About the Atomic Crisis in Japan – Background Information and News Sources

Summary:  We might be reading much about radiation during the next few days.  Most of these articles will provide little context.  Here’s some useful background.  A follow-up to News about the earthquake in northeastern Japan.

Contents

  1. About radiation:  units and definitions
  2. Effects of radiation
  3. For more information about Japan’s nuclear reactor crisis

(1)  About radiation (from the Encyclopedia Britannica)

(a)  Gray (Gy), a unit of absorbed dose of ionizing radiation. 

One gray is equal approximately to the absorbed dose delivered when the energy per unit mass imparted to matter by ionizing radiation is one joule per kilogram. The gray replaced the rad; one gray equals 100 rads.  The gray was defined in 1975, named after Louis Harold Gray (1905–1965). 

(c)  Sievert (Sv), a unit measuring absorption of radiation by tissue (equivalent doses)

The sievert is the … replacement for the rem, the long-standing special unit for measuring biological absorption of radiation. Like the rem, the sievert takes into account the relative biologic effectiveness (RBE) of ionizing radiation, since each form of such radiation — e.g., X rays, gamma rays, neutrons — has a slightly different effect on living tissue. Accordingly, one sievert is generally defined as the amount of radiation roughly equivalent in biologic effectiveness to one gray (or 100 rads) of gamma radiation. … It is named after Rolf Sievert (1896-1966).

(c)  Units

  • Exposures can be expressed as totals, or as flows (units/time, such as gray/hour). 
  • Common prefixes are milliSievert (one-thousand, mSv) and hecot-gray (hGy), using the The International System of Units (SI; see Wikipedia).

(2)  Effects of radiation

(a)  Standard definitions in grays (from the Encyclopedia Britannica)

  • sublethal dose range:  (1–2 Gy):  sore throat, pallor and diarrhea; no fatalities (except for complications)
  • midlethal dose range:  (2.5–5 Gy):  nausea, vomiting, loss of hair, fever, hemorrhages, and emaciation; death for 50% of the population
  • supralethal dose range:  (6–10 Gy):  diarrhea, vomiting, inflammation of throat, and emaciation; death for 100% of the population

(b)  Exposures in Sv, from the World Nuclear Association (via the BBC)

  • 2 mSv/yr:  Typical background radiation experienced by everyone (average 1.5 mSv in Australia, 3 mSv in North America)
  • 9 mSv/yr :  Exposure by airline crew flying New York-Tokyo polar route
  • 20 mSv/yr:  Current limit (averaged) for nuclear industry employees
  • 50 mSv/yr:  Former routine limit for nuclear industry employees. It is also the dose rate which arises from natural background levels in several places in Iran, India and Europe
  • 100 mSv/yr:  Lowest level at which any increase in cancer is clearly evident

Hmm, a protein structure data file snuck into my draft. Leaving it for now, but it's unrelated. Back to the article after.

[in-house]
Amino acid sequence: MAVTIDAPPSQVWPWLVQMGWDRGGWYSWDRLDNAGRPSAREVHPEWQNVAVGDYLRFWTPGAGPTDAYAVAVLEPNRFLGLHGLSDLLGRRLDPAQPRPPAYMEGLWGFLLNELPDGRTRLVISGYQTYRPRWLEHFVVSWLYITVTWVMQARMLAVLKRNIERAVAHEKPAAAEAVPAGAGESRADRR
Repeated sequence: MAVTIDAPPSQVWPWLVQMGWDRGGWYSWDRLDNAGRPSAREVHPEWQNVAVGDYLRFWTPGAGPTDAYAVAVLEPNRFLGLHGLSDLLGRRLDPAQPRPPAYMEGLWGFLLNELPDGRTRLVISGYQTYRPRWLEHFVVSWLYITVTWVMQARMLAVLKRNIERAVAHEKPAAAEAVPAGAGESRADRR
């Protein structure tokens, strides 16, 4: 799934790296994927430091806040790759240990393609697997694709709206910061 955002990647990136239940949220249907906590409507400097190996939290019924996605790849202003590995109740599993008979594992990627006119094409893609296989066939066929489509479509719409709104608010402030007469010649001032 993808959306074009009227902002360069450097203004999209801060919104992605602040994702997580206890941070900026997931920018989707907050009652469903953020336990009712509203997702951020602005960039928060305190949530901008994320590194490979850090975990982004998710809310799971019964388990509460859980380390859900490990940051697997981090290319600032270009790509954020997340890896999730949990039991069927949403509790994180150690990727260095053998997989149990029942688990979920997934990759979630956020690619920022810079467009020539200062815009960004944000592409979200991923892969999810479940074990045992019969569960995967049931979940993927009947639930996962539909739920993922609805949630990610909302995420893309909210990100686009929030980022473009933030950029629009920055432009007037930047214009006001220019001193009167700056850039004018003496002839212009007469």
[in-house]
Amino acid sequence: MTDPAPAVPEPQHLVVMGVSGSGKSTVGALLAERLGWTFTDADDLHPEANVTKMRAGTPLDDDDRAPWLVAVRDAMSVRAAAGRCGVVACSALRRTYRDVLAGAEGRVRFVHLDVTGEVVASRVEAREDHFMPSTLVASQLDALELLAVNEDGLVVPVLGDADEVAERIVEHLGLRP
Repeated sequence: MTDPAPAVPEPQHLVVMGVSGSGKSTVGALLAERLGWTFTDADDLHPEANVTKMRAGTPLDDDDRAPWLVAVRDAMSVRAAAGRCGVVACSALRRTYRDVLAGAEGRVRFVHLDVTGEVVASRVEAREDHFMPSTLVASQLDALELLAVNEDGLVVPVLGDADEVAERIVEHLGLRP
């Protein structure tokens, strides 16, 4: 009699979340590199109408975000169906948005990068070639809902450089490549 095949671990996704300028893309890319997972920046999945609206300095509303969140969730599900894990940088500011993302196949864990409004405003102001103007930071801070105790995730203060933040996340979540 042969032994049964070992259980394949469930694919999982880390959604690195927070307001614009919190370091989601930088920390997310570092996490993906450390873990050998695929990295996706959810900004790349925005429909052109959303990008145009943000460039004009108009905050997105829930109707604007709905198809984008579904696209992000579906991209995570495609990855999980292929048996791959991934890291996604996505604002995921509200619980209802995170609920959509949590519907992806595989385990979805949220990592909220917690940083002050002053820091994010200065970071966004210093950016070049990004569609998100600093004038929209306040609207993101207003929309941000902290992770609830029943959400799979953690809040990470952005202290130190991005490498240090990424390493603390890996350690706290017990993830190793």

• 350 mSv/lifetime:  Criterion for relocating people after Chernobyl accident
  • 1,000 mSv single dose:  Causes temporary radiation sickness such as nausea and decreased white blood cell count, but not death. Above this, severity of illness increases with dose
  • 5,000 mSv single dose:  Would kill about half those receiving it within a month

 For more detail about exposures in terms of sieverts, see Wikipedia

(c)  “How much radiation is dangerous?“, Reuter’s Factbox article, 15 March 2011 — Excerpt:

  • People are exposed to natural radiation of about 2 mSv a year.
  • Airline crew flying the New York-Tokyo polar route are exposed to 9 mSv a year.
  • Exposure to 100 mSv a year is the lowest level at which any increase in cancer is clearly evident. A cumulative 1,000 mSv would probably cause a fatal cancer many years later in five out of every 100 persons exposed to it.
  • Exposure to 350 mSv was the criterion for relocating people after the Chernobyl accident, according to the World Nuclear Association.
  • A single 1,000 mSv dose causes radiation sickness such as nausea but not death. A single does of 5,000 mSv would kill about half of those exposed to it within a month.

Also see “Chernobyl fallout not as bad as first feared“, The Times,7 September 2005.

(d)  For more information see Acute Radiation Syndrome: A Fact Sheet for Physicians, Centers for Disease Control and Prevention.

(e)  Update:  from the International Atomic Energy Agency (IAEA) Tsunami Update page:

The Japanese authorities have informed the IAEA that the following radiation dose rates have been observed on site at the main gate of the Fukushima Daiichi Nuclear Power Plant.  At 00:00 UTC on 15 March a dose rate of 11.9 millisieverts (mSv) per hour was observed.  Six hours later, at 06:00 UTC on 15 March a dose rate of 0.6 millisieverts (mSv) per hour was observed.  These observations indicate that the level of radioactivity has been decreasing at the site.

 As reported earlier, a 400 millisieverts (mSv) per hour radiation dose observed at Fukushima Daiichi occurred between units 3 and 4. This is a high dose-level value, but it is a local value at a single location and at a certain point in time.

(3)  For more information about Japan’s nuclear reactors


Originally published at Fabius Maximus and reproduced here with permission.